One explanation is that latency-aged children may be more involved in parental disputes and thus more confused about the issues than are children of other ages (Aro pp). Moreover, compared with boys whose parents divorced in early childhood, the latency-aged boys may have had a "longer exposure to family discord and less cognitive and coping abilities than older children" (Aro pp). Aro claims that if this is true, then it might help to explain the sex differences, since boys have been shown to be more vulnerable than girls to family discord (Aro pp). Aro concludes that the differences in well-being of young people of divorced and non-divorced families must be explained by factors other than the timing of divorce (Aro pp).
Kevin Heubusch reports in the January 01, 1998 issue of American Demographics that although divorce can be a painful event and fill parents with guilt, new research by University of Michigan psychologist, Abigail Stewart, suggests that some of the commonly held beliefs about the effects of divorce on children may not be true (Heubusch pp).
According to Stewart, when divorce results in an end to conflict, a more stable home, and healthier parents, the risk for children may be greatly lessened (Heubusch pp). Conflict between parents can harm both children and parents, however it is especially damaging for children under the age of nine, and for children who are drawn directly into the hostility (Heubusch pp). There is a direct relationship between children's psychological well-being and that of their parents, and when separation and divorce "enhance parents' well-being in very straightforward and direct ways, it's reasonable to expect that children will benefit from the improvement," says Stewart (Heubusch pp).
The December 01, 2004 issue of Youth Studies Australia reported the research Sheila Allison presented to the annual conference of Family Services Australia, which revealed that while divorce is difficult and painful for children, the effects are not necessarily damaging in the long-term (Allison pp). Joan Kelly, head of the California Dispute Resolution clinic, states that one should not confuse lingering sadness and painful memories with lasting damage, and that while children from happily married families fare the best, about 80% of children from divorce families emerge relatively unscathed (Allison pp). Dr. Bryan Rogers revealed from his research that divorce can cause distress and mental illness if those involved do not have enough legal, financial and social support during the traumatic time, and advocates giving children more direct involvement in divorce proceedings (Allison pp).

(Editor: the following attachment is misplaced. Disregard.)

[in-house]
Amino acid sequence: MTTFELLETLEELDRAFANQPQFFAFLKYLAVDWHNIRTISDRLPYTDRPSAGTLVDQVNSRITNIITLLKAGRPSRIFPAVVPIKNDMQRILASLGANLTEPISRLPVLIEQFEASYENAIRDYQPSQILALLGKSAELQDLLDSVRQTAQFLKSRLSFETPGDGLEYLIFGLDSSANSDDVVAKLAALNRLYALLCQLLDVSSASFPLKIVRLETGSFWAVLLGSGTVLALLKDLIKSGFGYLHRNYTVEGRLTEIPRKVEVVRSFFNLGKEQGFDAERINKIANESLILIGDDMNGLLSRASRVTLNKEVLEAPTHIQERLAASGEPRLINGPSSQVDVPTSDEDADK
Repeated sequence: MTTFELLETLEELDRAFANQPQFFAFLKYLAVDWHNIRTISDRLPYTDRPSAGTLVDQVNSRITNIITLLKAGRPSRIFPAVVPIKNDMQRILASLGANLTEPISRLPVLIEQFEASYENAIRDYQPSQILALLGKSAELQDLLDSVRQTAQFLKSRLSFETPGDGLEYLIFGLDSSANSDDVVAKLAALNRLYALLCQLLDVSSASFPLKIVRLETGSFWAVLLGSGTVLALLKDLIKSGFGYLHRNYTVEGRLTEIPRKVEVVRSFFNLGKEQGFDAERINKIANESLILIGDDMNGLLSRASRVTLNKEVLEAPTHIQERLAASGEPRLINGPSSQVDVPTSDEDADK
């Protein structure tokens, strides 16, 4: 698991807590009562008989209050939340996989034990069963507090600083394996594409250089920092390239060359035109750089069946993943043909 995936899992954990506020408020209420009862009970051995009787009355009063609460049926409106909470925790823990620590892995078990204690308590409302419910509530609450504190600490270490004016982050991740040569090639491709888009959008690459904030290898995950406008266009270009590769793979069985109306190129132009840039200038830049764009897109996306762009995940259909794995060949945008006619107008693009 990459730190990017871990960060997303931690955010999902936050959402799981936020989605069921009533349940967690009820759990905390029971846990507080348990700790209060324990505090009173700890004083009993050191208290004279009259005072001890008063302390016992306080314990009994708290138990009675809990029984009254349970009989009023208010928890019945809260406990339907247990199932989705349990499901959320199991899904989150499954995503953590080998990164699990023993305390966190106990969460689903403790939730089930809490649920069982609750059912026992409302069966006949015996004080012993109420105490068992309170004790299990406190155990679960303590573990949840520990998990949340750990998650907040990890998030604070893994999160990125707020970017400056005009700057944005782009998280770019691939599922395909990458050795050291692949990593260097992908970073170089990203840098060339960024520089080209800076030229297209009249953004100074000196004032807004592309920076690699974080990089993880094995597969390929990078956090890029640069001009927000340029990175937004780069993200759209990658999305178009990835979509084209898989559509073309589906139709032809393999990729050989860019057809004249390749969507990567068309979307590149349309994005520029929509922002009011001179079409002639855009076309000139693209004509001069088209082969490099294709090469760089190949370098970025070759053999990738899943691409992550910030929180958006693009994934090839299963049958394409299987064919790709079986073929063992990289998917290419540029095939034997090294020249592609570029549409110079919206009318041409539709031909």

While divorce is certainly not the best of worlds, it is not necessarily the worst either. Statistically, children of parental divorce do live below the financial status that they lived in during the marriage, and most likely will experience depression and possibly suffer academically. However, these are not necessarily long-term effects. Moreover, a divorce may actually improve the general lifestyle of the children, especially if they had been subjected to severe parental conflict, particularly in cases of alcoholism and/or physical abuse. Therefore, divorce may be an escape from a potentially damaging environment.
Allison, Sheila. "Effects of divorce not insurmountable." Youth Studies Australia.
December 01, 2004. Retrieved October 30, 2005 from HighBeam Research Library Web site.
Aro, Hillevi. "Effect of timing of parental divorce on the vulnerability of children to depression in young adulthood." Adolescence. September 22, 1994. Retrieved October 30, 2005 from HighBeam Research Library Web site.
DeCuzzi, Angela. "The effect of parental divorce on relationships with parents and romantic partners of college students." College Student Journal. December 01, 2004. Retrieved October 30, 2005 from HighBeam Research Library Web site.
Heubusch, Kevin. "Divorced from reality: divorce and its effects on children are
better when conflict ends and a healthier home is established, University of Michigan research. American…